Some studies (also listed in online supplemental table 1) have performed a dedicated analysis on patients who are ‘very old’ (ie, aged ≥90 years). Multiple multicenter retrospective studies show that MT is feasible in this population, but with low rates of good outcomes.36–38 These data were revalidated with additional national registry data from Germany.39 Some data from single-center studies also show that MT in nonagenarians is feasible, but with low rates of good outcomes,40 and a particularly high rate of hemorrhagic complications.41 Some data from single centers show no difference between octogenarians and nonagenarians42 or younger patients,43 and no difference in discharge disposition between younger patients (<69 years) and nonangenarians.44 There has been one meta-analysis for this topic showing high revascularization rates in nonagenarians with low rates of good clinical outcomes.45

Summary of data

  • MT in octogenarians and nonagenarians is technically feasible with acceptable recanalization rates.

  • Clinical outcomes, including 90-day mRS score and 90-day mortality, are improved in the elderly who receive MT compared with those who do not. Clinical outcomes in this population are worse than in younger patients (ie, aged <80) undergoing MT. It is unclear whether clinical outcomes in the very old are comparable, worse, or better in comparison with either the elderly or younger patients.

  • Symptomatic intracranial hemorrhage (sICH) rates may be higher in elderly patients undergoing MT.

Recommendation

  • MT should not be withheld from octogenarians and nonagenarians, but rather evaluated on a case-by-case basis. (class IIa-b, level B-NR and C-LD)

Patients with thrombocytopenia

There is a paucity of data guiding decisions for MT in thrombocytopenic patients (SWIFT PRIME and EXTEND IA excluded patients with platelet counts <100 K/μL, and DAWN and DEFUSE-3 exlucded those <50 K/μL). This latter population is particularly vulnerable, since the American Heart Association and Eur0pean Stroke Organization guidelines from 2018 both suggest a platelet count of <100 K/μL to be a contraindication to IV tissue plasminogen activator (tPa).46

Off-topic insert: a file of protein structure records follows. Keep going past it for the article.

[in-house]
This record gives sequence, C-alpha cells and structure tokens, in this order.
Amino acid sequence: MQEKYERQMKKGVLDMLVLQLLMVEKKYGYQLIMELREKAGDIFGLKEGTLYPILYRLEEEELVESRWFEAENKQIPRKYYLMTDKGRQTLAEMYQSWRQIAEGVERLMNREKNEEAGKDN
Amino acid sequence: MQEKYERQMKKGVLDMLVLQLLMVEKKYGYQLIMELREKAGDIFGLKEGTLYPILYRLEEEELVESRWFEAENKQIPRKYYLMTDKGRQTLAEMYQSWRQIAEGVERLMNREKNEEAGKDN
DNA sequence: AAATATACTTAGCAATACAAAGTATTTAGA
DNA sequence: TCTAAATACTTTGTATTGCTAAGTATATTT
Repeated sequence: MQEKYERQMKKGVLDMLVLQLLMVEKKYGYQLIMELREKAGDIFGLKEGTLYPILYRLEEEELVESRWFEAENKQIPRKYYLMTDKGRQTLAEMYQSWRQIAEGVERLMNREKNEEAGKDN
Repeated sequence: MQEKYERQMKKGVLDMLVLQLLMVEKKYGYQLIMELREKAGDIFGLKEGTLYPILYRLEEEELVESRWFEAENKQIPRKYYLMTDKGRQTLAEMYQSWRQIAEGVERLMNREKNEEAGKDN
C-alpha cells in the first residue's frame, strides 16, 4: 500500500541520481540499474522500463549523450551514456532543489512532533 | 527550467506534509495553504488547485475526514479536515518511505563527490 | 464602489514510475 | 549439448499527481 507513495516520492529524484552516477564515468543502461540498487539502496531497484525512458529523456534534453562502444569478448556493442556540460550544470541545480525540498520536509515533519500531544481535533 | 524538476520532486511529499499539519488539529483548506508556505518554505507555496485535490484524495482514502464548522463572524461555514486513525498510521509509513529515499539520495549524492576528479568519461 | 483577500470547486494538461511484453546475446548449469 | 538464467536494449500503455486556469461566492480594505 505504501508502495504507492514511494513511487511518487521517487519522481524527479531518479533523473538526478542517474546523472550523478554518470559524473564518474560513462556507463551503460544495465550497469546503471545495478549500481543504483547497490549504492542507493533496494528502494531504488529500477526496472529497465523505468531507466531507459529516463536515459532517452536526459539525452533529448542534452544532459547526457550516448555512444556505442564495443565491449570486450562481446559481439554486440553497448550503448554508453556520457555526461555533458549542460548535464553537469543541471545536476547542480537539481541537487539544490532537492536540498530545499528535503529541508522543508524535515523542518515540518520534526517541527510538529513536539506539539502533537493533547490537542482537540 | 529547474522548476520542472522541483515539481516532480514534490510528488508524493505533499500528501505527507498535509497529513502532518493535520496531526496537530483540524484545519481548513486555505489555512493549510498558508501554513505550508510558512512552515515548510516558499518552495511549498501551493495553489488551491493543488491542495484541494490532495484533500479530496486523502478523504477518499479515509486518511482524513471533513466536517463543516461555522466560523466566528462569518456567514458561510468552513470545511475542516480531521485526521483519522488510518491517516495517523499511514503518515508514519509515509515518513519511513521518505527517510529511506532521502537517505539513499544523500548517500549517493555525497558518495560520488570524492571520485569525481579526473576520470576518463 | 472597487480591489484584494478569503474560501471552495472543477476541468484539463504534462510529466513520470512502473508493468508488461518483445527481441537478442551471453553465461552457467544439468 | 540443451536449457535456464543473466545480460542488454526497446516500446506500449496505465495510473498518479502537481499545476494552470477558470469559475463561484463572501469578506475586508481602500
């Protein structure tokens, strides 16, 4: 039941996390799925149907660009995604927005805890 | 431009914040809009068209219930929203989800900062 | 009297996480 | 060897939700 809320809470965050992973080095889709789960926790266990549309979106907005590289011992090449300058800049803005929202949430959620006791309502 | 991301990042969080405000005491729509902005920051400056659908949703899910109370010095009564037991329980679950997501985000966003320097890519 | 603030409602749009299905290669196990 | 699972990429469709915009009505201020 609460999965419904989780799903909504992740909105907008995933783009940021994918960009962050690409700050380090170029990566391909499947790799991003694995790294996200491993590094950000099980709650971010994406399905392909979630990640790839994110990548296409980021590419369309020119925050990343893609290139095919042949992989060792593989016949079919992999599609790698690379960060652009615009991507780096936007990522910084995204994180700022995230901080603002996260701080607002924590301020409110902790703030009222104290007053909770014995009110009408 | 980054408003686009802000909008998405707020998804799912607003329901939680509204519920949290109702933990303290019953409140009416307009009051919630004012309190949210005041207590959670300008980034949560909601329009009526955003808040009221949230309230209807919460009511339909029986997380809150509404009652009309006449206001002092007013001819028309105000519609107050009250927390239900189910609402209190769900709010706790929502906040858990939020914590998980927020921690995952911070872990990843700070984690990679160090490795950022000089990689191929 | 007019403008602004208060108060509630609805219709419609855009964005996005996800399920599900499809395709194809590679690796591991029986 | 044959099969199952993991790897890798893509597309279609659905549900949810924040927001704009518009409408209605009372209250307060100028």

We identified three studies evaluating the impact of thrombocytopenia in MT, of which one was a retrospective review of prospectively collected trial data, and two were retrospective single-center analyses (online supplemental table 2). Nogueira et al47 analyzed data retrospectively from the prospectively conducted MERCI and Muti MERCI trials. The authors identified a total of 35 patients with abnormal bleeding profiles, including thrombocytopenia (though only six of these 35 patients constituted this category), who underwent MT and compared outcomes with results for a group of 270 patients with normal bleeding profiles who underwent MT. Rates of sICH were comparable between the two groups, though the latter group did have better clinical outcomes, probably due to worse pre-stroke functional status. Mönch et al48 performed a retrospective analysis specifically examining thrombocytopenia (defined here as <150 K/μL). The authors also included patients who presented with normal platelet count but experience a drop in platelet count. There was no statistical difference in rates of sICH in any of the groups, though patients with a drop in platelet count had worse mortality and functional outcomes, and thrombocytopenic patients had higher mortality. Finally, Desai et al46 retrospectively reviewed patients and found largely no major differences in rates of sICH (ie, the authors used three separate definitions of sICH, and one did have statistically significant difference between groups), but worse functional outcomes and higher mortality in the thrombocytopenic group.

Summary of data

  • MT in thrombocytopenic patients does not result in higher rates of sICH than in patients with normal platelets, though mortality is higher and clinical outcomes after treatment are worse, probably due to pre-existing morbidity.

Recommendations

  • MT should not be withheld from thrombocytopenic patients. (class IIb, level C-LD).

  • There is no absolute minimum platelet count that excludes patients from MT given the high morbidity of ELVO. The expert panel considers <20K very concerning for potential hemorrhagic conversion of infarction or procedural complication, and hematologic consultation to understand the underlying etiology of extreme thrombocytopenia is reasonable. Some experts also consider platelet transfusion to be reasonable in patients with very low platelet count. (class IIb, level C-EO).

Pediatric patients with ELVO